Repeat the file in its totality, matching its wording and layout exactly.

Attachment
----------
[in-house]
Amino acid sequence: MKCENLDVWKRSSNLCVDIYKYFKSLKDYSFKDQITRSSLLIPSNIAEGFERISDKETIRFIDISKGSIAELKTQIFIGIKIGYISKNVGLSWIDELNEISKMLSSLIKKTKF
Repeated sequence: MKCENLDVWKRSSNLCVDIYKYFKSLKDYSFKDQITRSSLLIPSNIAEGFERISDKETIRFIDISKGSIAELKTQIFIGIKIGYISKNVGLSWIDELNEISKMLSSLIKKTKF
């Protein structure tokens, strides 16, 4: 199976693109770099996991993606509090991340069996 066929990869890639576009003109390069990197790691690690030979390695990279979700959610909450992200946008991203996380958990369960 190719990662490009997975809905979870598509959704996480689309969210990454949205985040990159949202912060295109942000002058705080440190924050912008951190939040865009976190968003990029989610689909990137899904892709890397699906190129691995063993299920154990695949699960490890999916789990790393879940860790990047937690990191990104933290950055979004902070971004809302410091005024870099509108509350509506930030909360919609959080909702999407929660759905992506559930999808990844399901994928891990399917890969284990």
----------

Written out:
[in-house]
Amino acid sequence: MKCENLDVWKRSSNLCVDIYKYFKSLKDYSFKDQITRSSLLIPSNIAEGFERISDKETIRFIDISKGSIAELKTQIFIGIKIGYISKNVGLSWIDELNEISKMLSSLIKKTKF
Repeated sequence: MKCENLDVWKRSSNLCVDIYKYFKSLKDYSFKDQITRSSLLIPSNIAEGFERISDKETIRFIDISKGSIAELKTQIFIGIKIGYISKNVGLSWIDELNEISKMLSSLIKKTKF
């Protein structure tokens, strides 16, 4: 199976693109770099996991993606509090991340069996 066929990869890639576009003109390069990197790691690690030979390695990279979700959610909450992200946008991203996380958990369960 190719990662490009997975809905979870598509959704996480689309969210990454949205985040990159949202912060295109942000002058705080440190924050912008951190939040865009976190968003990029989610689909990137899904892709890397699906190129691995063993299920154990695949699960490890999916789990790393879940860790990047937690990191990104933290950055979004902070971004809302410091005024870099509108509350509506930030909360919609959080909702999407929660759905992506559930999808990844399901994928891990399917890969284990």